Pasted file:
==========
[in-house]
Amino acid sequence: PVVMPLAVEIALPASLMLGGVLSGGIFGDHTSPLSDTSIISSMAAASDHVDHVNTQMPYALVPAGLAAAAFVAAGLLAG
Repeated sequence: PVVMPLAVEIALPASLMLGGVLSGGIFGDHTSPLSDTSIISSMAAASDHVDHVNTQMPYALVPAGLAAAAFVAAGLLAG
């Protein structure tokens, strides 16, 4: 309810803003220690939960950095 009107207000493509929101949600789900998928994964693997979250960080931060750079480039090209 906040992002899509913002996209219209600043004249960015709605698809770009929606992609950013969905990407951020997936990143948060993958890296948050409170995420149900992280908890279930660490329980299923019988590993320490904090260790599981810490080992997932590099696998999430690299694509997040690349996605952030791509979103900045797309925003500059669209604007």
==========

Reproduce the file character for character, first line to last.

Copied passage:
[in-house]
Amino acid sequence: PVVMPLAVEIALPASLMLGGVLSGGIFGDHTSPLSDTSIISSMAAASDHVDHVNTQMPYALVPAGLAAAAFVAAGLLAG
Repeated sequence: PVVMPLAVEIALPASLMLGGVLSGGIFGDHTSPLSDTSIISSMAAASDHVDHVNTQMPYALVPAGLAAAAFVAAGLLAG
């Protein structure tokens, strides 16, 4: 309810803003220690939960950095 009107207000493509929101949600789900998928994964693997979250960080931060750079480039090209 906040992002899509913002996209219209600043004249960015709605698809770009929606992609950013969905990407951020997936990143948060993958890296948050409170995420149900992280908890279930660490329980299923019988590993320490904090260790599981810490080992997932590099696998999430690299694509997040690349996605952030791509979103900045797309925003500059669209604007």